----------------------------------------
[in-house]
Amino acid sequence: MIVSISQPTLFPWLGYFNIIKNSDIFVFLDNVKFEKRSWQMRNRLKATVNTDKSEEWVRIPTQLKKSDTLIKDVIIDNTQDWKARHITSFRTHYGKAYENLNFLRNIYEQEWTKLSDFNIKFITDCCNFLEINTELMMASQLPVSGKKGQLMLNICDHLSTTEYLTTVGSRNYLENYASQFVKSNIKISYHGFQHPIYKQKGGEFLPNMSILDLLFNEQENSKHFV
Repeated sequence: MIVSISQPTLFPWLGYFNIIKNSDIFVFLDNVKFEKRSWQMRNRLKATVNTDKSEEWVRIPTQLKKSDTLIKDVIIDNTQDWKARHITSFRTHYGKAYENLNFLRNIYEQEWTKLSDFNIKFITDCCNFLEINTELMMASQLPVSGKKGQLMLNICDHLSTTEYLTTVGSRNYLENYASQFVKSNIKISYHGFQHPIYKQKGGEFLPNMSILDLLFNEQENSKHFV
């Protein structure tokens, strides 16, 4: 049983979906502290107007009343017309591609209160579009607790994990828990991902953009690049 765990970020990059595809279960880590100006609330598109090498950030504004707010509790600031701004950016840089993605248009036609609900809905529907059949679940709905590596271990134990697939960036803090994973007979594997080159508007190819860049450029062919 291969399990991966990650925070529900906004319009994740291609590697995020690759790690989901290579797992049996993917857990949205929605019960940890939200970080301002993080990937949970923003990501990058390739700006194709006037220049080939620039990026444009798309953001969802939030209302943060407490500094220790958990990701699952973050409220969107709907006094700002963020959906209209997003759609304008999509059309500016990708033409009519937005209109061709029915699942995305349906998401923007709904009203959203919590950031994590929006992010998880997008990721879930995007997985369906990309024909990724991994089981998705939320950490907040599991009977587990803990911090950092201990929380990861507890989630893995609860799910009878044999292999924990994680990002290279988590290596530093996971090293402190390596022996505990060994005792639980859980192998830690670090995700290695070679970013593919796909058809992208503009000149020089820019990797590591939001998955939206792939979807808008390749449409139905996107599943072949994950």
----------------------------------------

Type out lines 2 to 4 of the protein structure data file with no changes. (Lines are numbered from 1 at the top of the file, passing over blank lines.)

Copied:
Amino acid sequence: MIVSISQPTLFPWLGYFNIIKNSDIFVFLDNVKFEKRSWQMRNRLKATVNTDKSEEWVRIPTQLKKSDTLIKDVIIDNTQDWKARHITSFRTHYGKAYENLNFLRNIYEQEWTKLSDFNIKFITDCCNFLEINTELMMASQLPVSGKKGQLMLNICDHLSTTEYLTTVGSRNYLENYASQFVKSNIKISYHGFQHPIYKQKGGEFLPNMSILDLLFNEQENSKHFV
Repeated sequence: MIVSISQPTLFPWLGYFNIIKNSDIFVFLDNVKFEKRSWQMRNRLKATVNTDKSEEWVRIPTQLKKSDTLIKDVIIDNTQDWKARHITSFRTHYGKAYENLNFLRNIYEQEWTKLSDFNIKFITDCCNFLEINTELMMASQLPVSGKKGQLMLNICDHLSTTEYLTTVGSRNYLENYASQFVKSNIKISYHGFQHPIYKQKGGEFLPNMSILDLLFNEQENSKHFV
């Protein structure tokens, strides 16, 4: 049983979906502290107007009343017309591609209160579009607790994990828990991902953009690049 765990970020990059595809279960880590100006609330598109090498950030504004707010509790600031701004950016840089993605248009036609609900809905529907059949679940709905590596271990134990697939960036803090994973007979594997080159508007190819860049450029062919 291969399990991966990650925070529900906004319009994740291609590697995020690759790690989901290579797992049996993917857990949205929605019960940890939200970080301002993080990937949970923003990501990058390739700006194709006037220049080939620039990026444009798309953001969802939030209302943060407490500094220790958990990701699952973050409220969107709907006094700002963020959906209209997003759609304008999509059309500016990708033409009519937005209109061709029915699942995305349906998401923007709904009203959203919590950031994590929006992010998880997008990721879930995007997985369906990309024909990724991994089981998705939320950490907040599991009977587990803990911090950092201990929380990861507890989630893995609860799910009878044999292999924990994680990002290279988590290596530093996971090293402190390596022996505990060994005792639980859980192998830690670090995700290695070679970013593919796909058809992208503009000149020089820019990797590591939001998955939206792939979807808008390749449409139905996107599943072949994950």